This is a difficult time; we all understand what is happening in the global space and that tourism is the first casualty because of how vulnerable we are to travel. However, the government is taking steps to ensure that there is a cash grant to each person who has lost his or her job as a result of COVID-19, Bartlett said. The resilience of tourism makes it able to recover very quickly and grow and do much better than other industries.

Moody's, the U.S. credit rating agency, offered some hope by citing that Jamaica's large primary surplus and sufficient international reserves will allow the government to alleviate losses suffered by its tourist industry.

While we expect growth to slow from declining tourist arrivals, the effect on Jamaica's external accounts will be partially offset by the high import content of tourism earnings, which will reduce the country's import bill. Moreover, lower oil prices will also have a positive effect on Jamaica's current account, Moody's said. We believe that the country has sufficient fiscal and external buffers to cope with a shock in the tourism industry, limiting the immediate credit negative effect.

Tourism accounts for more than 15% of the Caribbeans annual gross domestic product. The sector was already reeling from hurricane damage even before the emergence of the coronavirus.

An overall contraction in domestic short-term economic growth is inevitable, said the Bahamas deputy prime minister, Peter Turnquest.

Cuba has essentially shut down its tourism sector for one month by banning most air travel arrivals to the island for at least 30 days.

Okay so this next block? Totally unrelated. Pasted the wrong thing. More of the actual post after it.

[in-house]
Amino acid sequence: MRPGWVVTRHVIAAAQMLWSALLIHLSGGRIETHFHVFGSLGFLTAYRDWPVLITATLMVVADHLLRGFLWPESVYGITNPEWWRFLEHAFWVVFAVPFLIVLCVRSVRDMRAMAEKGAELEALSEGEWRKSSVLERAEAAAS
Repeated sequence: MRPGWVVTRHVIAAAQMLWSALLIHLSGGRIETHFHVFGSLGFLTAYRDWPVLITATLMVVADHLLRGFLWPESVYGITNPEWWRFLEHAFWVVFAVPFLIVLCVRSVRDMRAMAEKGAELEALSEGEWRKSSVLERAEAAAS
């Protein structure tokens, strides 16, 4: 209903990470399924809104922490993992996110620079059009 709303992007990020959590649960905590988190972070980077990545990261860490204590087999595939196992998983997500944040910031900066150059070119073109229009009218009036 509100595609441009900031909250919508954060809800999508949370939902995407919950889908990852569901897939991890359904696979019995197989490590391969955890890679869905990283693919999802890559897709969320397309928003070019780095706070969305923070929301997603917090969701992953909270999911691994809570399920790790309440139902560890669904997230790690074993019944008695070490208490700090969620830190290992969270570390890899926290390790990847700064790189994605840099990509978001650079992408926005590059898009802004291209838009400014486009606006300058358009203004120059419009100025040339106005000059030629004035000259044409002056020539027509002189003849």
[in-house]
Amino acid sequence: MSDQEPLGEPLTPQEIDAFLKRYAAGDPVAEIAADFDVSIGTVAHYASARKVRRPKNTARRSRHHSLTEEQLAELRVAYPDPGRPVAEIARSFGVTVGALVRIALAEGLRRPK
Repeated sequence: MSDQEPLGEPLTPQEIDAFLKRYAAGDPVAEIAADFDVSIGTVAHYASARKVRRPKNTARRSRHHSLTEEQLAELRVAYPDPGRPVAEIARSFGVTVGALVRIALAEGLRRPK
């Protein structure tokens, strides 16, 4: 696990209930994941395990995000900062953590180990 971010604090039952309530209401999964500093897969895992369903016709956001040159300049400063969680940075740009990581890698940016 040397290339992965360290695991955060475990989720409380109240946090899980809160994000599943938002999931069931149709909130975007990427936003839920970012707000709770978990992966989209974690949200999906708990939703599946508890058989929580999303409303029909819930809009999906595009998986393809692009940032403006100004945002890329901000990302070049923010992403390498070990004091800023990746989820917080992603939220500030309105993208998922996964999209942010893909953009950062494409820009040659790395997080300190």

Miguel Daz-Canel, the president of Cuba, encouraged the 60,000 tourists currently in the country to leave the country immediately.

Cuban Prime Minister Manuel Marrero said most government-run hotels will close by next week and that hotel workers who lose their jobs will be transferred to other state-owned enterprises.

Cubs has confirmed 21 cases of the virus one of them, an Italian tourist, has died.

Cuba received about 4 million tourists last year, a drop from 4.7 million the prior year.

The Dominican Republics tourism sector will suffer an intense fall due the coronavirus pandemic, warned, Frank Rainieri, president of Puntacana Group, a resort and residential community.

Rainieri said both the country and tourist industry will suffer the consequences of an intense drop in tourist activity which will bring about a difficult situation for all.

In 2019, the Dominican Republic generated income of $11 billion from tourism, supporting more than 300,000 jobs.

Three of the biggest sources of tourism, Spain, Italy and the U.S. have imposed travel bans and facing their own health emergencies.

We have a weakness, this [virus] is a disease that has not been generated [within]the country that until now has not spread, but we have an enormous risk, because this country, its main economic activity is tourism, said the Administrative Minister of the Presidency, Jos Ramn Peralta